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Journal of Quantitative Criminology

, Volume 26, Issue 1, pp 89–111 | Cite as

Permeability and Burglary Risk: Are Cul-de-Sacs Safer?

  • Shane D. JohnsonEmail author
  • Kate J. Bowers
Original Paper

Abstract

That crime is concentrated in space is now accepted as commonplace. Explanations for why it clusters at particular locations are various reflecting the range of factors which are held to influence crime placement. In this article, we focus on the role of the permeability of the street network on the location of crime. We first review the research conducted hitherto, summarising the different approaches to analysis and the findings that have so far emerged. Then we present original analyses conducted at the street segment level to examine the issues at hand. In contrast to much of the prior research, in this study we examine the patterns for a large study area in which there is considerable variation in street network configuration. Moreover, and in contrast to all of the previous research, the approach to analysis takes into account the multi-level structure of the data analysed. The findings demonstrate that increased permeability is associated with elevated burglary risk, that burglary risk is lower on cul-de-sacs (particularly those that are sinuous in nature), and that the risk of burglary is higher on more major roads and those street segments that are connected to them. In the conclusion of the paper we outline an agenda for future research.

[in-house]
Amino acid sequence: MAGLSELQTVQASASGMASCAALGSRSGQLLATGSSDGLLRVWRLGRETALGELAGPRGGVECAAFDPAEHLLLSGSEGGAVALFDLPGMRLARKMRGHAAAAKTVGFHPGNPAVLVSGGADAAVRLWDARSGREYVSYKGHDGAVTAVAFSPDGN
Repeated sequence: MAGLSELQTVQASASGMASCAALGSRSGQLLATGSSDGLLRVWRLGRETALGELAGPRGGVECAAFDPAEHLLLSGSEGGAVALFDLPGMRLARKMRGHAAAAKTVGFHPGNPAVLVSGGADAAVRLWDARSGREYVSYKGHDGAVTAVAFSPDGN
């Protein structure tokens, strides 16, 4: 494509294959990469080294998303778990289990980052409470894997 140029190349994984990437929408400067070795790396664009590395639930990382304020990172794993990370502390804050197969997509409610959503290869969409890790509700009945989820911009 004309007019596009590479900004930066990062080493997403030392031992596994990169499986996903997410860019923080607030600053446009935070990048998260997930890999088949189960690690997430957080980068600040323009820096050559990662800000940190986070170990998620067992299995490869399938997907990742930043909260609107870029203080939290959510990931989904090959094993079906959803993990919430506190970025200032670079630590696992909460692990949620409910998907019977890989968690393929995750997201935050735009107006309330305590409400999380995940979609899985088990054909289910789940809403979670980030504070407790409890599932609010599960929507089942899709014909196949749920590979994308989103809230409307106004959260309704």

Keywords

Crime risk Permeability Cul-de-sacs Street segments 

Notes

Acknowledgments

The authors would like to thank Merseyside police for providing the recorded crime data analysed, and Ken Pease for comments on an earlier version of the paper. We would also like to thank the three anonymous reviewers, Anthony Braga, David Weisburd, and the participants of a crime and place workshop hosted at George Mason University for their helpful comments. This work was supported by the British Home Office Design and Technology Alliance Against Crime.

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Copyright information

© Springer Science+Business Media, LLC 2009

Authors and Affiliations

  1. 1.Department of Security and Crime Science, UCL Jill Dando Institute of Crime ScienceUniversity College LondonLondonUK

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